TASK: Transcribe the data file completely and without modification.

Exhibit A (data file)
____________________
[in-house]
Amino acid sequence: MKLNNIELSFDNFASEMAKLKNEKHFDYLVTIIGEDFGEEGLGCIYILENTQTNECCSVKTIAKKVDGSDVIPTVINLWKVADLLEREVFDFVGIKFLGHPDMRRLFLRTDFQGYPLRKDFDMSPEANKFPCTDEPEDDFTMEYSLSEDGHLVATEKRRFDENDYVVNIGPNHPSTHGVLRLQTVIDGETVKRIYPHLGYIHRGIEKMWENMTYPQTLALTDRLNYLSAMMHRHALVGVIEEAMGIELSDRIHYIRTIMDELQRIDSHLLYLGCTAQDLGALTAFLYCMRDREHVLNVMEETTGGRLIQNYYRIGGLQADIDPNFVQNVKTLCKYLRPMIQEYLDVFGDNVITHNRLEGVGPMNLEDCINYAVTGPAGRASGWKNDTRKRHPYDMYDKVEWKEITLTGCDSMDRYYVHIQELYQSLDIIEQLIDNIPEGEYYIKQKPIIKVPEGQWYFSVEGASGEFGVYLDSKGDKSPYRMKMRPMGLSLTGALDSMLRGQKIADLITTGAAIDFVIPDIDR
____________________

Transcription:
[in-house]
Amino acid sequence: MKLNNIELSFDNFASEMAKLKNEKHFDYLVTIIGEDFGEEGLGCIYILENTQTNECCSVKTIAKKVDGSDVIPTVINLWKVADLLEREVFDFVGIKFLGHPDMRRLFLRTDFQGYPLRKDFDMSPEANKFPCTDEPEDDFTMEYSLSEDGHLVATEKRRFDENDYVVNIGPNHPSTHGVLRLQTVIDGETVKRIYPHLGYIHRGIEKMWENMTYPQTLALTDRLNYLSAMMHRHALVGVIEEAMGIELSDRIHYIRTIMDELQRIDSHLLYLGCTAQDLGALTAFLYCMRDREHVLNVMEETTGGRLIQNYYRIGGLQADIDPNFVQNVKTLCKYLRPMIQEYLDVFGDNVITHNRLEGVGPMNLEDCINYAVTGPAGRASGWKNDTRKRHPYDMYDKVEWKEITLTGCDSMDRYYVHIQELYQSLDIIEQLIDNIPEGEYYIKQKPIIKVPEGQWYFSVEGASGEFGVYLDSKGDKSPYRMKMRPMGLSLTGALDSMLRGQKIADLITTGAAIDFVIPDIDR